I started out by lighting up a lot of coals, because I’d be cooking both the squashes and the sauce side-by-side.  I cut the squash in two, lengthwise, using a butcher knife.  It was tough, so I went with the big blade!  I scooped out the seeds and the stringy guts and left the regular squash flesh in place.  I drizzled on some olive oil and some salt in each half, and put them into the oven, upside down.  I cut open the second one and did the same.  Actually, I had some of the pieces the other way, like a bowl, and the moisture got trapped as it cooked, and made for runnier “noodles”.

The squash had to cook for a long time.  In retrospect, I would consider pre-heating the Dutch oven, while getting everything ready.  That would have cut down on the time a bit.  Once the squashes were in place, it was just a matter of maintaining the heat, for about an hour and a half.

In the meantime, I made the sauce.  It’s a pretty straightforward spaghetti meat sauce, and if you wanted to, you could even use bottled sauce.  But I made my own.

I started off with coals under my 12” Dutch oven, heating up a bit of olive oil.  I sliced the mushrooms and started sauteing them.  My wife likes her mushrooms cooked down quite a bit, browned and done.  Over the years, I’ve come to love them this way, too.  It takes a little longer, though.  Once they’re close to done, I added in the onions and the peppers, and, finally, the garlic.  A bit of salt as each one is added helps to extract the moisture.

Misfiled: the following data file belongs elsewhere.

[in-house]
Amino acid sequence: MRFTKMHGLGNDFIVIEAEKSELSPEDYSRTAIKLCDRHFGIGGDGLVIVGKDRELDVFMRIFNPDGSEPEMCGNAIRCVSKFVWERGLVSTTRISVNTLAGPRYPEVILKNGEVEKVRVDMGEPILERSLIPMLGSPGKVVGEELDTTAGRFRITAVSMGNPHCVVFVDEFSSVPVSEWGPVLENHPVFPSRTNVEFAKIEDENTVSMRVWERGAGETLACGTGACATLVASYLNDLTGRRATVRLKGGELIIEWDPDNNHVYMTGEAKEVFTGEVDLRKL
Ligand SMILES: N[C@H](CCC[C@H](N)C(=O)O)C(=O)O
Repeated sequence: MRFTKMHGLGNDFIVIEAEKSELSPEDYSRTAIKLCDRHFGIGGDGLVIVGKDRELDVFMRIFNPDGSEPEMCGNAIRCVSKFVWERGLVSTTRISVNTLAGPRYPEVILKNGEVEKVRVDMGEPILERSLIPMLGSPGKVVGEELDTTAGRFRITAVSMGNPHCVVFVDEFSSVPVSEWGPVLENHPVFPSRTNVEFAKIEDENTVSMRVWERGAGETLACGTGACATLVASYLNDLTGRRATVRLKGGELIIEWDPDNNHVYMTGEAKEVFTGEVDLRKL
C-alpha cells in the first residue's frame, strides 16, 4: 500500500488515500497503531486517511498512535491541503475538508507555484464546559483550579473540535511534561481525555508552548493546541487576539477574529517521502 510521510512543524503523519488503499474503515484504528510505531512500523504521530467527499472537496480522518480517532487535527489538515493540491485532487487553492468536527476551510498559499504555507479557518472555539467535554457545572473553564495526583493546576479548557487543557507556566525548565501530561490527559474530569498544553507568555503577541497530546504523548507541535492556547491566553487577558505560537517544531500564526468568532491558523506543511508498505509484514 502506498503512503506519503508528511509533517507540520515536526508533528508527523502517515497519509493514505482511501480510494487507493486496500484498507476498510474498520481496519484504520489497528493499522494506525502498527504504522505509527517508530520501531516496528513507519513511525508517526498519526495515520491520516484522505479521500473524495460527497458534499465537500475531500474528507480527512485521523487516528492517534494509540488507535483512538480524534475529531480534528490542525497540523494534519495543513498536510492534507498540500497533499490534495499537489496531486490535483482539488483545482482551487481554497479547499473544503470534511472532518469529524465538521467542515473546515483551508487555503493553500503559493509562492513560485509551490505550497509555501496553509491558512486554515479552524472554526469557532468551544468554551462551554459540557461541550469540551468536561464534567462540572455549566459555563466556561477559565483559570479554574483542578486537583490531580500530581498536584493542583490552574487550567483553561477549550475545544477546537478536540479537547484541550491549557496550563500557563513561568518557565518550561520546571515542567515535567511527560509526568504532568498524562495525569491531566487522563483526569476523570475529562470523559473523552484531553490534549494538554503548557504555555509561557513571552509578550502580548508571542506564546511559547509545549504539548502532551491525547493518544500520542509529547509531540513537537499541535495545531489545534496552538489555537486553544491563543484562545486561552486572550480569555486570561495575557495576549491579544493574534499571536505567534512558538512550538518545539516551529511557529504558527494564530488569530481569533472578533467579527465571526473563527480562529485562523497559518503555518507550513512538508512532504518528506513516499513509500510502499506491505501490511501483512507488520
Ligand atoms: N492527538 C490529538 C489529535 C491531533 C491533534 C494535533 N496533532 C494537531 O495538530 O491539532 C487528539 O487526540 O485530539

Once the veggies had gotten a little brown, I cleared them off to the sides and put the meat in the center.  I browned it fully, and added the tomatoes (with liquid), and the sauce.  Finally, I added the seasonings to taste, and replenished the coals for a good simmer, with the lid on.

When I could stick a little wooden skewer into the flesh of the squashes without much resistance, I knew they were done, and the sauce was well-simmered as well.  I brought it all in.

I let the squashes cool, with the lid off, for a little bit so they would be easier to handle.  I pulled each one out, one at a time, and, with a fork, began scraping the insides of the squash “bowl”, lengthwise.  Immediately it pulls apart into short threads, like pasta.  I lifted it out as I went onto the plate,  When the squash was empty, the plate was full, and I spread it out.  I ladled on some of the sauce, and finally, sprinkled on the cheeses.

You eat it with a fork, but not like spaghetti, where you twirl it around.  The “noodles” aren’t long enough for that.  You just scoop up a forkful and enjoy it!  This was the first time my son remembered trying it, and he loved it!

Mark has discovered a love of Dutch Oven Cooking. Mark also has other sites and blogs, including and his MoBoy blog.